With a week left until voting commences for the 19th Knesset, Labor leader
Shelly Yacimovich on Tuesday called on all Israeli parties to join her in an
“emergency socioeconomic unity government.”
“We can replace [Prime
Minister Binyamin] Netanyahu and create an emergency socioeconomic unity
government,” she said at her Tel Aviv campaign office, adding, “We remain the
only party fighting for a change in power.”
Though polling as the second
largest party – 18 in the last poll by The Jerusalem Post – Labor remains
significantly behind Netanyahu’s Likud Beytenu list, which polled at 34. If
Yacimovich could persuade enough parties to recommend her to President Shimon
Peres after the elections, he could theoretically task her with forming a
coalition and leading it as prime minister.
Yacimovich accused her
Center-Left rivals – former foreign minister Tzipi Livni and Yesh Atid leader
Yair Lapid, who have refused to rule out joining a Netanyahu-led coalition – of
“putting their tails between their legs” and “crawling” toward
The party, which has campaigned on an economic agenda,
hammered Netanyahu and Finance Minister Yuval Steinitz over the 4.2 percent
budget deficit announced this week, which was double the original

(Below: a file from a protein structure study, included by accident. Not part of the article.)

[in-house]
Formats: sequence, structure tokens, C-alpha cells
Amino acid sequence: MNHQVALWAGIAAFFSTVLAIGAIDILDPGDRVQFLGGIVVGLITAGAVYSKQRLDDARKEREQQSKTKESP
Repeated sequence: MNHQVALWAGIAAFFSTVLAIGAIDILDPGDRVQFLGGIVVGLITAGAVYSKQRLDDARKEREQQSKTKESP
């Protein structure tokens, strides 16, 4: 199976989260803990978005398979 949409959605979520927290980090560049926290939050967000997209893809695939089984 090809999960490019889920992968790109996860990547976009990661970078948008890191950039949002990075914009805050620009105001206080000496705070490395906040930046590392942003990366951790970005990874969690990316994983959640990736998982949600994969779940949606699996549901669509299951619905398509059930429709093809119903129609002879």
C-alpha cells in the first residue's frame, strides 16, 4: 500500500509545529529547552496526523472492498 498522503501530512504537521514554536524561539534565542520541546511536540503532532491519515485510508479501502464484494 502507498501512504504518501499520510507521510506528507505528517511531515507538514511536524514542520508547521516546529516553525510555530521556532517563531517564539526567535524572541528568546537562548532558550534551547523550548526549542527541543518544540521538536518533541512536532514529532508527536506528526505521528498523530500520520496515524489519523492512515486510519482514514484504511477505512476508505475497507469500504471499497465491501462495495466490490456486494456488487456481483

“When the deficit is double what was forecast –we’re talking
about NIS 39 billion.
When we divide that among the 2 million families in
Israel, we find that each family has to pay NIS 1,800,” Yacimovich
“Netanyahu is the one who created the problem,” she continued. “The
one who ruined it cannot be the one to fix it.”
Netanyahu, she continued,
was responsible for rises in income taxes, value-added tax (VAT), food prices,
housing prices, and electricity and water tariffs, which she said had burdened
the middle class – which she called the engine of economic growth. If this does
not change, she said, “the economy won’t grow and the deficit will
expand. It’s so simple.”
Yacimovich said the prime minister was
planning on raising taxes and VAT again, and continuing policies she said were
responsible for Israel’s economic deterioration.
“It turns out he’s not a
macroeconomic genius,” she added wryly.
Netanyahu said on Monday he would
do “everything in his power” to avoid having to raise taxes.
attempted to deflect criticism on the deficit Tuesday, reminding critics that
Israel is still growing and had relatively low unemployment.
“In order to
see the whole picture, it is worth emphasizing that even in 2012, Israel
continued to lead the Western nations in two most important parameters for
dealing with the global crisis,” he said.